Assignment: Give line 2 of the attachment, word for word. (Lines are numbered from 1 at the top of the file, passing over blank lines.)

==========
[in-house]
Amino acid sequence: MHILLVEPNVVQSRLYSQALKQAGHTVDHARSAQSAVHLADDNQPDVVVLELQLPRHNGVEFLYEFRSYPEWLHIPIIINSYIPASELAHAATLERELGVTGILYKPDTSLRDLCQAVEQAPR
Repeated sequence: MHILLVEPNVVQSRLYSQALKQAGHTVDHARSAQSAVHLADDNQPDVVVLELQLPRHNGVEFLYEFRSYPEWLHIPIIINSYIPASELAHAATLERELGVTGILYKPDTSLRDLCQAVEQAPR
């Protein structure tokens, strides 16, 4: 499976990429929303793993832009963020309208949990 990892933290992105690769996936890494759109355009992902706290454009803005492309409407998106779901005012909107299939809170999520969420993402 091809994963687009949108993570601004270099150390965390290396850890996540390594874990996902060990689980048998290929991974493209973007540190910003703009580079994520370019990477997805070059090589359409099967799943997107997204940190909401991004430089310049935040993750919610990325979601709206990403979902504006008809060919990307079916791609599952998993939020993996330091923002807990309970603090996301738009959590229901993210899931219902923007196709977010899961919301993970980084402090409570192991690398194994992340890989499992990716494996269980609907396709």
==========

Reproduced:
Amino acid sequence: MHILLVEPNVVQSRLYSQALKQAGHTVDHARSAQSAVHLADDNQPDVVVLELQLPRHNGVEFLYEFRSYPEWLHIPIIINSYIPASELAHAATLERELGVTGILYKPDTSLRDLCQAVEQAPR